We got a glimpse of it when nearly 200 vehicles, part of the cavalcade of former Rashtriya Janata Dal (RJD) MP Shahabuddin, reportedly crossed the toll plaza at Muzaffarpur without paying the mandatory toll. They were allowed to do so, apparently at the insistence of a police officer.

For a Bihar that is still learning to follow the rule of law, this is the kind of high profile transgression that is going to hurt. And with the release of Shahabuddin, many more such transgressions are feared. After all, “he had a monopoly on the smash-and-grab business in Siwan,” writes Sankarshan Thakur in his book Single Man: The Life and Times of Nitish Kumar of Bihar.

Shahabuddin Not Willing to Change

The owner of the “smash-and-grab business in Siwan” walked out on bail last week. If the widespread celebration, at least in some quarters, that followed his release is any indication, Shahabuddin’s aura seems to be intact, despite spending 11 years in jail. The RJD strongman, on his part, has dropped enough hints that he is not going to mend his ways.

Shahabuddin was one of the many criminal-turned-politicians who were shown their place when Nitish Kumar took charge of Bihar in 2005. Fast track courts were set up to expedite trials. Pending cases were cleared and conviction rates increased. It is because of these actions that Nitish earned the sobriquet of ‘sushashan’ babu. Nitish’s image and his no-nonsense approach on the law and order front yielded multiple results.

Impact of ‘Sushashan’

One of the most significant outcomes was the reduction in the hold of muscle power in Bihar politics. Of all the candidates who had contested Bihar assembly elections in 2005, nearly 40 percent of them had criminal records against them. The number dropped to 30 percent ten years later, according to the data compiled by the Association for Democratic Reforms (ADR).

The proportion is still on the higher side but the fact that it has dropped by 10 percentage points suggests that criminal-turned-politicians’ promise of “getting things done” was losing its appeal in Bihar. Why was the proportion of candidates with criminal records quite high in the first place? Why has it been dropping? Shahabuddin’s case illustrates this. Sankarshan Thakur’s book gives details of how Shahabuddin would take care of requests from the people in his area.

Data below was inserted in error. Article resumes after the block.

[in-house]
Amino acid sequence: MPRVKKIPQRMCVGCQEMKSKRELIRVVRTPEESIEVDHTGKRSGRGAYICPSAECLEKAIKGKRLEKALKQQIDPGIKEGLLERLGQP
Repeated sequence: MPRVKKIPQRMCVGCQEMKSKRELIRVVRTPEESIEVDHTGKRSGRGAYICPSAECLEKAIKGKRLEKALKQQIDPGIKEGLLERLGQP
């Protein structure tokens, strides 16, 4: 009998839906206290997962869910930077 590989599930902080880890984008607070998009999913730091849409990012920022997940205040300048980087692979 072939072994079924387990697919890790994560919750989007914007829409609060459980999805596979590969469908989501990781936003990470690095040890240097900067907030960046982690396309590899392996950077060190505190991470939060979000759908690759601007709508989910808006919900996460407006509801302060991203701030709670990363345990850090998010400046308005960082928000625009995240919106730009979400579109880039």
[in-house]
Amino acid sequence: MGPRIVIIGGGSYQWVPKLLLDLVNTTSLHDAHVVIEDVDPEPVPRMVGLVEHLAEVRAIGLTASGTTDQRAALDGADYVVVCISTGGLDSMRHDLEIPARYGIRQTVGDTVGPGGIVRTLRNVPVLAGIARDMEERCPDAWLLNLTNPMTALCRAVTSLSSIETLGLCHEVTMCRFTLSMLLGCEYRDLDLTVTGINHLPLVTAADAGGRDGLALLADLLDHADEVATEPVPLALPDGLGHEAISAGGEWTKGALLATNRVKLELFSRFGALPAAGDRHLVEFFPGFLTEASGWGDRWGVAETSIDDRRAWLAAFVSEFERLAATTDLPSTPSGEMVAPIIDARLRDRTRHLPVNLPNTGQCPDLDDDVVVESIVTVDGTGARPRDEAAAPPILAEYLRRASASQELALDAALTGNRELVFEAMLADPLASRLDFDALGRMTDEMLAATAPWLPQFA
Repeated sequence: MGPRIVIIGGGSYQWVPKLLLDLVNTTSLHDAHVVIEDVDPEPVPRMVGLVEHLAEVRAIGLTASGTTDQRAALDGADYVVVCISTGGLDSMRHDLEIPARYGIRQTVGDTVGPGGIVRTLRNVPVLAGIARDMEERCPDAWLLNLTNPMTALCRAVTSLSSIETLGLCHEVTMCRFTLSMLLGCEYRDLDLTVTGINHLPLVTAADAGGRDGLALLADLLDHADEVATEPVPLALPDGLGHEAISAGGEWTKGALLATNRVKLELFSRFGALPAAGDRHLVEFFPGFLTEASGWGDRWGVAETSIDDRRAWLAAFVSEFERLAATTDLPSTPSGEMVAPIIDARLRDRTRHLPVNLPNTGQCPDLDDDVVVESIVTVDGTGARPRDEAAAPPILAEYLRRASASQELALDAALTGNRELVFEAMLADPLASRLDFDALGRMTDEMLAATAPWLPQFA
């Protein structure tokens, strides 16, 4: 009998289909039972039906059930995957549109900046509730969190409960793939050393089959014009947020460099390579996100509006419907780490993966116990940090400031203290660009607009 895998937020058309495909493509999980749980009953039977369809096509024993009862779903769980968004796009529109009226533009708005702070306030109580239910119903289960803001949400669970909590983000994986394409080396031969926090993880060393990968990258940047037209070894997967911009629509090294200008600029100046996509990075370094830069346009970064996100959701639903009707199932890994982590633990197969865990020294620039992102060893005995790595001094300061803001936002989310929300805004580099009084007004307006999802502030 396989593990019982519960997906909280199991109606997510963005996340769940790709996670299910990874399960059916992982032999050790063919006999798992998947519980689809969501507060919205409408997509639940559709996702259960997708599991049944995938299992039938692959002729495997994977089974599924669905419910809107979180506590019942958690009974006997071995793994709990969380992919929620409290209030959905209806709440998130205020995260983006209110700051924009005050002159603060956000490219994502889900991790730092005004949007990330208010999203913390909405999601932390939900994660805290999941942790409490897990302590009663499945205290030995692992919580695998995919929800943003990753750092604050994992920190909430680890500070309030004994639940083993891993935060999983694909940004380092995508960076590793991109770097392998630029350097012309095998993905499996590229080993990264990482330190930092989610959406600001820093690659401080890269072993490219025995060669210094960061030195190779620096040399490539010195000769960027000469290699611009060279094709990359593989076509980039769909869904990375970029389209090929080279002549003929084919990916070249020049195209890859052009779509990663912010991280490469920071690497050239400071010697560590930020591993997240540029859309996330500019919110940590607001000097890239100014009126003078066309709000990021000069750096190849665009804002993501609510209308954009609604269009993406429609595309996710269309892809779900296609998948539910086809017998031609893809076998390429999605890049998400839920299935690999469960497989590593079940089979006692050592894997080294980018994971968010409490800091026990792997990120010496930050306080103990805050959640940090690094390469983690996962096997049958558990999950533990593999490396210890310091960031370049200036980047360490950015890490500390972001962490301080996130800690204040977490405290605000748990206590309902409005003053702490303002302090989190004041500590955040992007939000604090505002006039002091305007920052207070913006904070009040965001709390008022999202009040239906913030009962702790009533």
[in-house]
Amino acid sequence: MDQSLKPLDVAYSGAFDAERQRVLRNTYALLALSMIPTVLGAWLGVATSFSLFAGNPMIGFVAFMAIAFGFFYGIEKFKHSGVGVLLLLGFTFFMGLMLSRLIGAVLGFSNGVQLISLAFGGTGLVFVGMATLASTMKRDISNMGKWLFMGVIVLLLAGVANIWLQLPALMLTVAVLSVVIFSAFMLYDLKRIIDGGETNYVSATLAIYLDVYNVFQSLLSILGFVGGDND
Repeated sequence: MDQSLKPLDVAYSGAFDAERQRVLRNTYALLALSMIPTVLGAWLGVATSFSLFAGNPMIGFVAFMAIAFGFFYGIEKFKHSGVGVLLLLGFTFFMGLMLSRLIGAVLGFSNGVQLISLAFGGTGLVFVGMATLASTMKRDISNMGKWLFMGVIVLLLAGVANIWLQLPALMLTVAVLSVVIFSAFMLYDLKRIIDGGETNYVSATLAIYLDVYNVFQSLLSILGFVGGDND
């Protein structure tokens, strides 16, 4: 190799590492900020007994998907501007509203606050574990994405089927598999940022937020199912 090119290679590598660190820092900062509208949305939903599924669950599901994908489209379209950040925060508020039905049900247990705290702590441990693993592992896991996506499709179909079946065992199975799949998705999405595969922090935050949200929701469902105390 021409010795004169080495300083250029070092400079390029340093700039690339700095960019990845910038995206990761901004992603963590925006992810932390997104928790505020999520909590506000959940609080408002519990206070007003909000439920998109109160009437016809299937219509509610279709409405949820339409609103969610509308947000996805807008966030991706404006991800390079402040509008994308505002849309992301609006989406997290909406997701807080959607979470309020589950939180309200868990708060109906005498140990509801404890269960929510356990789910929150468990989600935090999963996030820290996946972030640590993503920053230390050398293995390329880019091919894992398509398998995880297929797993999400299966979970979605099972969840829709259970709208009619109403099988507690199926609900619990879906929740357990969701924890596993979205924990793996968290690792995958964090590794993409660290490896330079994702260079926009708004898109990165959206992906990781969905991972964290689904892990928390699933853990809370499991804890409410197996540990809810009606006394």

He held court every day. There never seemed to be any dearth of petitioners...It was never that the don was unable to address the prayer, the message was he wouldn’t.

Sankarshan Thakur, Single Man: The Life and Times of Nitish Kumar of Bihar

When Mafias Fill in for the State

For a state where government machinery had all but collapsed during Lalu Prasad’s regime, the only way to get things done- from admission in schools and hospitals to getting an FIR registered- was with the help of the likes of Shahabuddin. Well known commentator Milan Vaishnav had told me some time ago, “where the state is unable to deliver benefits, justice, or security, such individuals attempt to fill the gap. Over time, the hope is the state apparatus gets strengthened and reinvigorated. That will start marginalising politicians who attempt to substitute for the state.”

Is the State Machinery Weakening?

Nitish Kumar, during his two terms as chief minister, tried to give the impression that the state apparatus was getting strengthened. This rendered private courts like that of Shahabuddin almost redundant. From building roads to stocking hospitals with essential medicines; from appointing teachers in schools to enforcing the rule of law- Nitish worked tirelessly to reinvigorate the state machinery. With these measures taking roots, people of the state began to distance themselves from the Robin Hood- types, as their services were no longer required.

Now into his third term, Nitish seems to have lost some grip over his administration. The state machinery looks fragile, with a number of high profile cases in recent months. While the crime rate gives a sense of stability, anecdotal evidence points to deteriorating law and order situation in the state. This is a time when people generally turn towards Robin Hood-types for help. Does the kind of cheering Shahabuddin got, after walking out of jail indicate that? If that is the case, Nitish Kumar will have to do something drastic to ensure that he comes on top of the battle of perception.

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